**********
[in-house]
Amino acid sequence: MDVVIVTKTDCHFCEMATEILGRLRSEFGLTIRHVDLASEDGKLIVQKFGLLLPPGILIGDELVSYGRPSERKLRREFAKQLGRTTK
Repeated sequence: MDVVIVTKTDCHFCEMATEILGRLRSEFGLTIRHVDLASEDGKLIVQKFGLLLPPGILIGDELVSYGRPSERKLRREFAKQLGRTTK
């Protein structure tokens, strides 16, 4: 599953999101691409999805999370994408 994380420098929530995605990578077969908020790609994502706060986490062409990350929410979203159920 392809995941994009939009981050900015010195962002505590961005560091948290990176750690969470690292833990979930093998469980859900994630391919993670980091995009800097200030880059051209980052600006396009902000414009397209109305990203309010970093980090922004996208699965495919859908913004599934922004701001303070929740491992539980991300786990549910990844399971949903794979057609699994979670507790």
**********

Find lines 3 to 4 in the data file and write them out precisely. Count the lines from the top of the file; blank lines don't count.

Repeated sequence: MDVVIVTKTDCHFCEMATEILGRLRSEFGLTIRHVDLASEDGKLIVQKFGLLLPPGILIGDELVSYGRPSERKLRREFAKQLGRTTK
């Protein structure tokens, strides 16, 4: 599953999101691409999805999370994408 994380420098929530995605990578077969908020790609994502706060986490062409990350929410979203159920 392809995941994009939009981050900015010195962002505590961005560091948290990176750690969470690292833990979930093998469980859900994630391919993670980091995009800097200030880059051209980052600006396009902000414009397209109305990203309010970093980090922004996208699965495919859908913004599934922004701001303070929740491992539980991300786990549910990844399971949903794979057609699994979670507790």